Efficient Oblivious Accesses

This project is no longer active. Information is still available below.

The SSRC is currently investigating how to obfuscate access patterns on the cloud. Access patterns reveal who accessed what data, when they accessed the data, and where the data that was accessed was stored. This can prove to be significant information about the objects that were accessed. Imagine if it was public that the president's medical records were accessed by a pancreatic oncologist! 

Current techniques to obfuscate access patterns do not solve the problem. Tor and other network techniques only obfuscate accesses over the network, and do not protect against an observer on the remote server. Differential privacy simply prevents statistical difference on the data based on the inclusion or exclusion of an individual user, and based on the Netflix Prize Challenge Data, do not actually obfuscate the identities of any users. Islam et al. showed that queries, even on encrypted email, can be determined based on these access patterns.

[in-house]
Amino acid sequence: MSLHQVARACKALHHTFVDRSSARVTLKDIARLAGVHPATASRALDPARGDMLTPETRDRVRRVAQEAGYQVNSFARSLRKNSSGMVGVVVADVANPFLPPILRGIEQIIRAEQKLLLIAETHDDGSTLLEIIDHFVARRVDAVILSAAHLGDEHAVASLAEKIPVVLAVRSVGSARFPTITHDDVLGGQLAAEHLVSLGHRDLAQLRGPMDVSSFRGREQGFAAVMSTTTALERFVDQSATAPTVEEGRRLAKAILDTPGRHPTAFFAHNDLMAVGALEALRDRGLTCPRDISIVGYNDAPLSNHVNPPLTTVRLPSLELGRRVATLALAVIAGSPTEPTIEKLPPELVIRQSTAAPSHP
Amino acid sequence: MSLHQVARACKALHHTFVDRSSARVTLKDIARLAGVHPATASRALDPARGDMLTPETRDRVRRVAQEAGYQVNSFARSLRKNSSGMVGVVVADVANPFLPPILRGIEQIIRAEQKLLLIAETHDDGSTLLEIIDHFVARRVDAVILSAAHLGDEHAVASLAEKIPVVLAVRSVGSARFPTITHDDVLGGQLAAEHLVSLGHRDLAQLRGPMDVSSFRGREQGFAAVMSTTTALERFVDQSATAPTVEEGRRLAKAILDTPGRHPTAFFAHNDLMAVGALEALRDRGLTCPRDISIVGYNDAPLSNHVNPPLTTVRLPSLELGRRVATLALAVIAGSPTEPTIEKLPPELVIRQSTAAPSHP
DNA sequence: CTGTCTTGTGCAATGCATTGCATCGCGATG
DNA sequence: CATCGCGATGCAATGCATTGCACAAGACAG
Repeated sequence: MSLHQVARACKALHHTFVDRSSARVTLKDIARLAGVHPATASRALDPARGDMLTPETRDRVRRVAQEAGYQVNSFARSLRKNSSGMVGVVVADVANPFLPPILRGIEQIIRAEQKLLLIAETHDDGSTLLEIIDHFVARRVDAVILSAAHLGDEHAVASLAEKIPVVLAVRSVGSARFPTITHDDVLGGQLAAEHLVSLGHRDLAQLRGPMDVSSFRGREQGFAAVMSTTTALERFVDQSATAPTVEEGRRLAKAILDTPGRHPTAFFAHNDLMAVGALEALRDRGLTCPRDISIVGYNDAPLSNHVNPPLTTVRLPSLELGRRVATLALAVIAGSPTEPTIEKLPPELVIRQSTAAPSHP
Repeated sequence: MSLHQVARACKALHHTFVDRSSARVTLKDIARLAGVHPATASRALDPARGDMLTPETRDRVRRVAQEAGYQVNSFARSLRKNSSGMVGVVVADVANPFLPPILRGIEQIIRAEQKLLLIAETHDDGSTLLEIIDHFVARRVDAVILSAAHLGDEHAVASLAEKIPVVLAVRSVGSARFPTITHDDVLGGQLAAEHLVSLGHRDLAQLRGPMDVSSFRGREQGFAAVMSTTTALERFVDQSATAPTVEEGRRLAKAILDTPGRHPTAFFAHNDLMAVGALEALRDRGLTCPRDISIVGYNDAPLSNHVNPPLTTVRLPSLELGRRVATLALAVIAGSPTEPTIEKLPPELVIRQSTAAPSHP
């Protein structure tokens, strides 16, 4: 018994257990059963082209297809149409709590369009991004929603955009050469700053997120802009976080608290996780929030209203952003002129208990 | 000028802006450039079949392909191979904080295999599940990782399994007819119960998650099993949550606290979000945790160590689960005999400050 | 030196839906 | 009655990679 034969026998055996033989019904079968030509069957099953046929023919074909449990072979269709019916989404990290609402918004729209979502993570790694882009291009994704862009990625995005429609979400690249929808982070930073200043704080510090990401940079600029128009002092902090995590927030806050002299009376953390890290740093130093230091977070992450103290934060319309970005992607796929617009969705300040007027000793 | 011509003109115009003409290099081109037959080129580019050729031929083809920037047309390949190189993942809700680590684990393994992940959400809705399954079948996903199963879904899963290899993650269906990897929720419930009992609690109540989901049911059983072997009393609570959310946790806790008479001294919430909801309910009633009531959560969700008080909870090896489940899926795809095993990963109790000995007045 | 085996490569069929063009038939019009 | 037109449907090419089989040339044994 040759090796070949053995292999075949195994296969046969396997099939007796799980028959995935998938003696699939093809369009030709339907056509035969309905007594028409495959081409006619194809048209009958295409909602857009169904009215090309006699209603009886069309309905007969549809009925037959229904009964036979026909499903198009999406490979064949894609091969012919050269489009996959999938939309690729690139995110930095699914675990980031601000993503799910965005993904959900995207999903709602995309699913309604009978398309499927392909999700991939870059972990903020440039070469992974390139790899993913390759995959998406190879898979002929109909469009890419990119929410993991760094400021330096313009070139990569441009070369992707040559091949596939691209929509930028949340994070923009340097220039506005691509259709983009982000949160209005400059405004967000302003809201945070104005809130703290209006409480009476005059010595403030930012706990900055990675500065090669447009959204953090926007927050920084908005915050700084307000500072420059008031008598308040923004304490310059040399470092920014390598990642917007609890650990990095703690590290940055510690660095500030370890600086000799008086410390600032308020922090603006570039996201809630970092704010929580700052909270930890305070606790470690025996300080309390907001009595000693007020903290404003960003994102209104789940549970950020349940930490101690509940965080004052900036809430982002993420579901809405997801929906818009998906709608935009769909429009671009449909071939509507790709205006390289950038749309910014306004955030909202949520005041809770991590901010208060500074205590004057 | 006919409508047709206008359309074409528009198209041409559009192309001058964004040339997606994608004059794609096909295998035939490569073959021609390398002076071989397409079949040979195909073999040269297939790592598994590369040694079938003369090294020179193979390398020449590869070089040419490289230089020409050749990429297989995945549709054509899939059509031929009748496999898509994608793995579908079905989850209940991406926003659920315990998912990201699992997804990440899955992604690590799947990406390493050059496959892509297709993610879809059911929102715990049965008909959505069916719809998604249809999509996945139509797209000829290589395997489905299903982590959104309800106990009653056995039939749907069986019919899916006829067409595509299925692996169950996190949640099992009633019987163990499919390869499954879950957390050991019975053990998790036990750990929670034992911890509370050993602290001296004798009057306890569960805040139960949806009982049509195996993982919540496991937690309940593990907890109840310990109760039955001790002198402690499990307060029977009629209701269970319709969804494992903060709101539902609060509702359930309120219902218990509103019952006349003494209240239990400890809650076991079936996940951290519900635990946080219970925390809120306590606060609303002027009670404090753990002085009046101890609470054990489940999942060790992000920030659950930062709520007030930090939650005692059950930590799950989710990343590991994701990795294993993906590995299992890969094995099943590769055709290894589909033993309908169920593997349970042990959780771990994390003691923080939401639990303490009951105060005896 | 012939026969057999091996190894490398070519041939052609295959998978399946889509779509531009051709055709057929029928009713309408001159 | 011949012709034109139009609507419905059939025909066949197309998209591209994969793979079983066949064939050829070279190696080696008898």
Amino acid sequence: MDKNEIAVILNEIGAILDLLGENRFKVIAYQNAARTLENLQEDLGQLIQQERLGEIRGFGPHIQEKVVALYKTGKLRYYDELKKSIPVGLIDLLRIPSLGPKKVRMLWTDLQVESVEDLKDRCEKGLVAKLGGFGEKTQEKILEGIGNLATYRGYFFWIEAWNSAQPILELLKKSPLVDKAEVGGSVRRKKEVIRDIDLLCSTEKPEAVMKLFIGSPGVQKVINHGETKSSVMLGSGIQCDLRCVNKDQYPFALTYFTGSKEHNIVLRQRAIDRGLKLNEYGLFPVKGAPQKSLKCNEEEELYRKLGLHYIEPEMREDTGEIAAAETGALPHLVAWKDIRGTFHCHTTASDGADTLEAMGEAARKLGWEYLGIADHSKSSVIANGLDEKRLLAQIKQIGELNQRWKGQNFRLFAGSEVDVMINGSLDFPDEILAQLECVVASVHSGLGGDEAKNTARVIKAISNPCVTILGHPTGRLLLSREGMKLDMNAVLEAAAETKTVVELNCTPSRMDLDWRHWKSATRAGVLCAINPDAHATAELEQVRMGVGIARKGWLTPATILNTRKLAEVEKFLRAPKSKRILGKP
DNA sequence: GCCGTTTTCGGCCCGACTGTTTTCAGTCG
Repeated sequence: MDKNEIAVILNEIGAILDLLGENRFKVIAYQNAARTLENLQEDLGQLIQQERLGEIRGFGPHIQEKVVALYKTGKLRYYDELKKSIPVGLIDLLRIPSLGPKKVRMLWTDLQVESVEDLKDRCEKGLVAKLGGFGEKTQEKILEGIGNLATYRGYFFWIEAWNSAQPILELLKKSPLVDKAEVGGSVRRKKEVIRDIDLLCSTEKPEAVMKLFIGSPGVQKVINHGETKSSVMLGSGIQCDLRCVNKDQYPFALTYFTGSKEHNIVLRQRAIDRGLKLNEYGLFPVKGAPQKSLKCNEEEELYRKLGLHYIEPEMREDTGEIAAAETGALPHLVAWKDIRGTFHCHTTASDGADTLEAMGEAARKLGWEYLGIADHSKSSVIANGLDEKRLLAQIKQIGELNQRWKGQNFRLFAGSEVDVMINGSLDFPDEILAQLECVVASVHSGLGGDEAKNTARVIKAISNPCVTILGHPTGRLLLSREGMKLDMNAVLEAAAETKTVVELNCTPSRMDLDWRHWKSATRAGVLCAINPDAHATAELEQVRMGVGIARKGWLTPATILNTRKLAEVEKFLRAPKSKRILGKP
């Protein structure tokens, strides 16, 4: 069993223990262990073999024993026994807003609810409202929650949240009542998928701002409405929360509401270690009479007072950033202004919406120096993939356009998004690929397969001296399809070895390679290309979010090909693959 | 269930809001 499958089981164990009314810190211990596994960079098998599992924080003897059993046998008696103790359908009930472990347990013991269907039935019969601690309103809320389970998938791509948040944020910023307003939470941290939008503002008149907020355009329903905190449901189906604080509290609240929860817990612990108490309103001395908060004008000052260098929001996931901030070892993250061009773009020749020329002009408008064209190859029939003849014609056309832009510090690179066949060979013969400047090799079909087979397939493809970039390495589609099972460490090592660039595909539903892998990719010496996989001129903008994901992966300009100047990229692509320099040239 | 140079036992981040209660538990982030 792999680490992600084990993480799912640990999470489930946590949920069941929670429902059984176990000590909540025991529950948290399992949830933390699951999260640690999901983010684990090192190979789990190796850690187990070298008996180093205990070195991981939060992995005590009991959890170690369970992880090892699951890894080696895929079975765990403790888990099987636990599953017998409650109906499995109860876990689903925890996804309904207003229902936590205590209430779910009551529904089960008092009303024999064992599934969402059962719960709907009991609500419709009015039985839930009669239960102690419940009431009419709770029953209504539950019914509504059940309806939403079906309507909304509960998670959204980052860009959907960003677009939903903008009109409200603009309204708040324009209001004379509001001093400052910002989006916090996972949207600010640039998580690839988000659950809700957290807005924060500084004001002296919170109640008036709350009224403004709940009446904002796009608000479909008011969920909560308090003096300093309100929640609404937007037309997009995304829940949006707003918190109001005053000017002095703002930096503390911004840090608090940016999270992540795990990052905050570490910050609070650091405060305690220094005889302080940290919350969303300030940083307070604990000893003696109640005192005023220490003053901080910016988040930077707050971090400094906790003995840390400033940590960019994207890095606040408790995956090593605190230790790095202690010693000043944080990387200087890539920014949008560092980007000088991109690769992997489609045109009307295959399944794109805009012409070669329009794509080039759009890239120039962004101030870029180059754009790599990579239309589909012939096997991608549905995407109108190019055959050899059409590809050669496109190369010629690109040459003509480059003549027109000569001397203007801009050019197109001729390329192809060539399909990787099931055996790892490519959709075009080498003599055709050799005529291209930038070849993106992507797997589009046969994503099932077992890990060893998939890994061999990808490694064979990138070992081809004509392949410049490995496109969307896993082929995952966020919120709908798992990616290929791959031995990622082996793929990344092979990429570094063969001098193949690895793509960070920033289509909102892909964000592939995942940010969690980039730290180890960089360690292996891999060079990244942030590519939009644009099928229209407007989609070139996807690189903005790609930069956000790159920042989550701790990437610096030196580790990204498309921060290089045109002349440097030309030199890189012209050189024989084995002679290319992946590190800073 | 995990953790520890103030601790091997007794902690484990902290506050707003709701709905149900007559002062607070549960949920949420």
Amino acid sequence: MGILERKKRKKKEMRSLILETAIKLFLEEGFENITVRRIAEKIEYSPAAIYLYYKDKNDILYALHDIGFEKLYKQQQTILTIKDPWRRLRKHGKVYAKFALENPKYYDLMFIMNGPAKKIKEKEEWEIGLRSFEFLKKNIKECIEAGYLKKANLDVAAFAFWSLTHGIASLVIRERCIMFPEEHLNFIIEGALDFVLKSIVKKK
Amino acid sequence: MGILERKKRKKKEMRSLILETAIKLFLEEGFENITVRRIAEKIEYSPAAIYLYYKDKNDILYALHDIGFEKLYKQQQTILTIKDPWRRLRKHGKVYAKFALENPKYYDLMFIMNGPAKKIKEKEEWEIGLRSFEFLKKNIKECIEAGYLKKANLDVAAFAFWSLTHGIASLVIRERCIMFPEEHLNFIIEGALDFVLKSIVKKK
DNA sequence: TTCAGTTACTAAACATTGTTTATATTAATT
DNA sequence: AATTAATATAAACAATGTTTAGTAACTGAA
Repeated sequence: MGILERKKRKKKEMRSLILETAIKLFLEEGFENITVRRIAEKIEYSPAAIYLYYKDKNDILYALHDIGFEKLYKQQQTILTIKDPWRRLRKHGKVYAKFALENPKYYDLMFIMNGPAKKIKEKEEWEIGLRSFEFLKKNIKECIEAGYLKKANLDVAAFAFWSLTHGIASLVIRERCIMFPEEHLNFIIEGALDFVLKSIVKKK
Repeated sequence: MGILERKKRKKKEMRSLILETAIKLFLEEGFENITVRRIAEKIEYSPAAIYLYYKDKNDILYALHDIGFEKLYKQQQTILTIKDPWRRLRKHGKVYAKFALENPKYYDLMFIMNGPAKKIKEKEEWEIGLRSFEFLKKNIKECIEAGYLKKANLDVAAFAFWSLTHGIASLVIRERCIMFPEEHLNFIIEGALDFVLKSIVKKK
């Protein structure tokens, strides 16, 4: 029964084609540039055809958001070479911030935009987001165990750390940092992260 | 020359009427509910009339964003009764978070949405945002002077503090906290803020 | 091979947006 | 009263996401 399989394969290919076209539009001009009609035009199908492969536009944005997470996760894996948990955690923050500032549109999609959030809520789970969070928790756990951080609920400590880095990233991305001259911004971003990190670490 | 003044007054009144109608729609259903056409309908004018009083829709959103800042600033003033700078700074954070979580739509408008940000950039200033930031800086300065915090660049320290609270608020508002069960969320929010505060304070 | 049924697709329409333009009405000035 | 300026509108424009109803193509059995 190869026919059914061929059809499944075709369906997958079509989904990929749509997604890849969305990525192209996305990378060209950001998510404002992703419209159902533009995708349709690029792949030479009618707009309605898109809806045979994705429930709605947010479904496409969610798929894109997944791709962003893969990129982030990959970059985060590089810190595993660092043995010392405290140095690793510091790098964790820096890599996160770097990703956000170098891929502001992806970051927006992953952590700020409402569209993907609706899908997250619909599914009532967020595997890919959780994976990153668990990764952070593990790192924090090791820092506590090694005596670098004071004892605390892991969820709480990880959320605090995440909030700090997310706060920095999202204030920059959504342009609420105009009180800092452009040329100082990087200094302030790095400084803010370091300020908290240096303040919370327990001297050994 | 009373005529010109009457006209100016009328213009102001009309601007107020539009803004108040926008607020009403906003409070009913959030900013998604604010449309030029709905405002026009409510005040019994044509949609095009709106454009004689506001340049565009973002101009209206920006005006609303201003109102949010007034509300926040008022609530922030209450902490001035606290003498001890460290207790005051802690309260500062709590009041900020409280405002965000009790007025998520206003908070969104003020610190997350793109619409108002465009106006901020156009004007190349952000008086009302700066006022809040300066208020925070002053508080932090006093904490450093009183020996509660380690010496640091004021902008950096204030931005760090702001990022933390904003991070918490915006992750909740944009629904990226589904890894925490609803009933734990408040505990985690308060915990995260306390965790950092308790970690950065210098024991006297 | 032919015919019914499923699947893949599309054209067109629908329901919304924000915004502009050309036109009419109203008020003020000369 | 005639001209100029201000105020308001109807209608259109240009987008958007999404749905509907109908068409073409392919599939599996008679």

Oblivious RAM is the only technique that seeks to obfuscate all information about the access patterns of objects on a cloud server. Current oblivious RAM techniques are very slow, and impractical as a result. Shroud takes 9 seconds per an access in the best case, and Oblivistore isn't practical either. Yet, these are the best implementations of oblivious RAM.

At the SSRC, we are investigating optimizations to oblivious RAM with the intention of creating a practical system for oblivious accesses on a cloud storage server.

One such system is computationally secure oblivious RAM. Computationally secure oblivious RAM relaxes the requirement of information theoretic security, and seeks to reduce the number of accesses. The number of accesses required for practical security will be investigated.

Another system is LSM-ORAM, which uses LSM Tree structures to ensure oblivious accesses.   LSM (Log Structured Merge) trees, which allow fast reads and efficient writes. LSM Trees provide temporal smearing within levels, obfuscating the partial order of accesses within the level. By accessing one object from each level, we access every time epoch, and by writing back in a level, we gain both spatial and temporal smearing. LSM Trees work best on flash storage, which is frequently being implemented on datastores already. This system is information-theoretically secure and thus oblivious. LSM-ORAM will drastically reduce the overhead in contrast to current systems. With optimizations, it could be practically implemented and used widely.


This is presently a work in progress.

Last modified 19 Oct 2020